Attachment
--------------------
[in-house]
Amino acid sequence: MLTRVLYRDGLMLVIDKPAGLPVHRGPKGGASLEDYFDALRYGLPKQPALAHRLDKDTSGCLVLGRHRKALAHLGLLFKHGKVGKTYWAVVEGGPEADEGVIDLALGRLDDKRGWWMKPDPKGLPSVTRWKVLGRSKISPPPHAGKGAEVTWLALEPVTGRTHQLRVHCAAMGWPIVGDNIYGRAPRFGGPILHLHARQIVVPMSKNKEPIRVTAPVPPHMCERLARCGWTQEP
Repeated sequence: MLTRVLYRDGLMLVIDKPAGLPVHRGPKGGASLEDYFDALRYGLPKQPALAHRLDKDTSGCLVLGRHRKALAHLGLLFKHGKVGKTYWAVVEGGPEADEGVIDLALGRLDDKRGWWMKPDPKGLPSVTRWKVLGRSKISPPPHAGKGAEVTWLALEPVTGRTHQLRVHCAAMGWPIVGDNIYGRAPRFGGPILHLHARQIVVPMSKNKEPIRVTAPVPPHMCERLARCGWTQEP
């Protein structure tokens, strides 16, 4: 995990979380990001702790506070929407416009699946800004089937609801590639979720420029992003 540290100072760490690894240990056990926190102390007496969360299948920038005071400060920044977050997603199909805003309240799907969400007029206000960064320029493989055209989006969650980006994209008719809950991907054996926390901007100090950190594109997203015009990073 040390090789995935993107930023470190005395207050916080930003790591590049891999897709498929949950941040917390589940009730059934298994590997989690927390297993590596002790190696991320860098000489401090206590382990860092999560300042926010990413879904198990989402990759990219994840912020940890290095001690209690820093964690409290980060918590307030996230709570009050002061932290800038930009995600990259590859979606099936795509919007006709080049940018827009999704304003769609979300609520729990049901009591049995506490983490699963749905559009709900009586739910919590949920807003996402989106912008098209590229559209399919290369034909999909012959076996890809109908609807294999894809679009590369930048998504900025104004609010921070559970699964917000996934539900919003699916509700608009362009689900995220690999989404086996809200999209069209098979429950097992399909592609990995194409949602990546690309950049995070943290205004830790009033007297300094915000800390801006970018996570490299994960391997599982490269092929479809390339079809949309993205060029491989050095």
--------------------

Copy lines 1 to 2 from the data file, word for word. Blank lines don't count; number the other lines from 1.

[in-house]
Amino acid sequence: MLTRVLYRDGLMLVIDKPAGLPVHRGPKGGASLEDYFDALRYGLPKQPALAHRLDKDTSGCLVLGRHRKALAHLGLLFKHGKVGKTYWAVVEGGPEADEGVIDLALGRLDDKRGWWMKPDPKGLPSVTRWKVLGRSKISPPPHAGKGAEVTWLALEPVTGRTHQLRVHCAAMGWPIVGDNIYGRAPRFGGPILHLHARQIVVPMSKNKEPIRVTAPVPPHMCERLARCGWTQEP